Parashat Yitro describes God’s revelation at Mount Sinai. The Israelites stand at the foot of the mountain and witness the thunder, sounds and lightning, and they hear God utter the Ten Commandments.
At times, this covenantal happening is depicted as a joyous union, a wedding in which “Moses led the people out of the camp toward God” (19:17) “as a bride goes to meet her groom”(Mekhilta Bahodesh #3), and the mountain is imagined suspended above them like a wedding canopy. In this view, Sinai is animated by feelings of love.
Alternatively, this foundational moment is presented as foreboding and fearful: “There was thunder, and lightning, and a dense cloud upon the mountain, and a very loud blast of the horn; and all the people who were in the camp trembled” (19:16). In this portrayal, the mountain suspended above Israel is a threat: “If you accept the Torah, excellent, and if not, this will be your burial place.” (Talmud Shabbat 88a) This version of Sinai is animated by feelings of fear and dread!
If the prime atmosphere at Sinai is one of love, we understand why the mountain had to be sectioned off by a barrier (19:12); God feared that the people would surge forward to gain greater contact and intimacy with the divine presence “to break through to the Lord to gaze” (19:21, as they did later, see Ex 24:1,7-12).
But that is not what happened. It would appear that emotions of fear eclipsed the atmosphere of love, and the people fled from the mountainside:
All the people witnessed the thunder and lightning, the blare of the horn and the mountain smoking; and when the people saw it, they fled and stood at a distance. “You speak to us,” they said to Moses, “and we will obey; but let not God speak to us, lest we die.” Moses answered the people, “Be not afraid; for God has come only in order to test you, and in order that the fear of Him may be ever with you, so that you do not go astray.” So the people remained at a distance, while Moses approached the thick cloud where God was. (20:15-18)
Moses tried to persuade the nation to come closer, but they “remained at a distance.” They were frightened.
The Israeli poet, Yehuda Amichai has a wonderful poem in which he wonders why God needed to create such a scary and daunting spectacle. Why was this formative event choreographed to be so frightening? Here is Amichai:
My father was God and did not know it. He gave me
The Ten Commandments neither in thunder nor in fury; neither in fire nor in cloud, But rather in gentleness and love. And he added caresses and kind words, and he added “I beg You,” and “Please.” And he sang “keep” and “remember”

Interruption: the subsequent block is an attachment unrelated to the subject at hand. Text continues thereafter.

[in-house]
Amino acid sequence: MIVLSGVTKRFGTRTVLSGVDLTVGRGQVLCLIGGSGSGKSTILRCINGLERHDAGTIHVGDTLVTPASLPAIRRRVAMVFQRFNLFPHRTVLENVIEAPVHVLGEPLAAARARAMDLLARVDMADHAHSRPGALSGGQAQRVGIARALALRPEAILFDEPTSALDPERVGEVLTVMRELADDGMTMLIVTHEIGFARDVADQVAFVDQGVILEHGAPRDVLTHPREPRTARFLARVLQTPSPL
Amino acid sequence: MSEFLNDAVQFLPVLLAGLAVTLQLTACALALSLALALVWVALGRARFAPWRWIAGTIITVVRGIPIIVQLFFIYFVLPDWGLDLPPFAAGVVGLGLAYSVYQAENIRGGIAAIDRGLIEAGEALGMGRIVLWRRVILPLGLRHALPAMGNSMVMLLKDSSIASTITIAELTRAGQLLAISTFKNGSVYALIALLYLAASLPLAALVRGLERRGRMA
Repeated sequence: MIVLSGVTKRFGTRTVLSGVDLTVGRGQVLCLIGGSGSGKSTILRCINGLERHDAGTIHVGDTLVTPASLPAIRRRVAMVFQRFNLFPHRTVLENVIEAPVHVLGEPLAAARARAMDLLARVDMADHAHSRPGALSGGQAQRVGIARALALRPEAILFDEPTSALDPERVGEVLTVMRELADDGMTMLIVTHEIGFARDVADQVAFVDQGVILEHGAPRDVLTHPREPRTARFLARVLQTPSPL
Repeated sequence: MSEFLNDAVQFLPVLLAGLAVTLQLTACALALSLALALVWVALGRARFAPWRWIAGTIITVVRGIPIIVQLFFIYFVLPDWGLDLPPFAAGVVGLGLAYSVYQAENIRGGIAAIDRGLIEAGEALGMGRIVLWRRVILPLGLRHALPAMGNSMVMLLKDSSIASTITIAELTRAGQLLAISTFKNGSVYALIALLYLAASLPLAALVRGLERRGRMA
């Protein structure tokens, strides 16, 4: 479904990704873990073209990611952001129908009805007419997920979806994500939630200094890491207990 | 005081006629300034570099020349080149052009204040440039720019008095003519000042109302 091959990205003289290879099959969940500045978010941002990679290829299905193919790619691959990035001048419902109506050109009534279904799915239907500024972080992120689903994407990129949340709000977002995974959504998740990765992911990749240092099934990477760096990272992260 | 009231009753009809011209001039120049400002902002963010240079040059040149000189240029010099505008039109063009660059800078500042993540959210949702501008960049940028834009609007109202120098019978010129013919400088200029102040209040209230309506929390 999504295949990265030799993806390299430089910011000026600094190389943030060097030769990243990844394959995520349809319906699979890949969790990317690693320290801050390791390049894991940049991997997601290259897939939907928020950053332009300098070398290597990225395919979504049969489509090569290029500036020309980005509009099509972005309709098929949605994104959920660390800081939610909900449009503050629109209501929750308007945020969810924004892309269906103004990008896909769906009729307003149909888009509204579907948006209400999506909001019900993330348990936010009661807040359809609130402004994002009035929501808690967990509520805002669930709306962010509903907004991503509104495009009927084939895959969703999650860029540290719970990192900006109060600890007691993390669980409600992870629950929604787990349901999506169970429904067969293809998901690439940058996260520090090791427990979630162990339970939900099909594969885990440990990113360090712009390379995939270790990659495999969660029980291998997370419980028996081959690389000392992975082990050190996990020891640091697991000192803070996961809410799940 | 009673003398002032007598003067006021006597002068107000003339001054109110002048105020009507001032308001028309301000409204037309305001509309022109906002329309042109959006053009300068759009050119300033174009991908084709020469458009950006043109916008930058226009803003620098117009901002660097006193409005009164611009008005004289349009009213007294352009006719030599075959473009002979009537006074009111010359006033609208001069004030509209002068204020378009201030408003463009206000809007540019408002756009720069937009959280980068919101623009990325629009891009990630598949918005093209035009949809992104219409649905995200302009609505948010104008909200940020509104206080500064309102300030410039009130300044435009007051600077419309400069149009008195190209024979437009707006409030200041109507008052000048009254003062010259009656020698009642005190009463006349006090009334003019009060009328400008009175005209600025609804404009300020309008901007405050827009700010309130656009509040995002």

in a single melody. And he pleaded and cried quietly between one utterance and the next ,
“Do not take the name of God in vain,” do not take it, not in vain,
I beg you, “do not bear false witness against your neighbor.” And he hugged me tightly and whispered in my ear, "Do not steal. Do not commit adultery. Do not murder.” And he put the palms of his open hands, On my head with the Yom Kippur blessing: “Honor, Love; That your days might be long
On the earth.” And my father’s voice was white like the hair on his head…
So here we begin our discussion
Why did the Revelation at Sinai have to be so scary?
When Israel fled from the foot of the mountain, did that make the Revelation at Sinai a success or a failure?
2. Yehuda Amichai prefers to learn his Ten Commandments from a loving, gentle, musical father, rather than an imposing, thunderous and furious God. He suggests that we do not need a God of revelation; just a good father. [BTW Amichai grew up religious and left religious observance.]
Do we, as human beings, as children, learn more by love or by fear? By threats or rewards?
Is Fear of God a positive religious emotion? How so?
One curious verse here reads: “for God has come only in order to test you, and in order that the you, so that you do not go astray.”(20:20)
Does God want Israel to fear or not to fear?
I posed this question to my students:
Some said that any big event is intimidating and overwhelming. And those events make a mark in our consciousness.
Others said that this verse is mistranslated. God does not want Israel to “fear” but rather to experience “awe”. Indeed, the verb יר"א can be translated as awe and reverence rather than fear. For example, after Jacob’s dream, he awakes and says: “How awesome is this place! This is none other than the abode of God.” He now has an awareness of God. He then proceeds to ask for God’s protection. He now appreciates God’s nature, God’s power. As Bible professor Meir Weiss puts it:
“This verse teaches us that there is a contradiction between fear and “fear of God”. It informs us that “fear of God” is not frightening, distasteful or a reason to distance oneself, but rather a force which attracts one towards divine service. (Scriptures in their Own Light [Heb] pg.187)
If you were at Sinai, would the event induce love of God, fear or awe?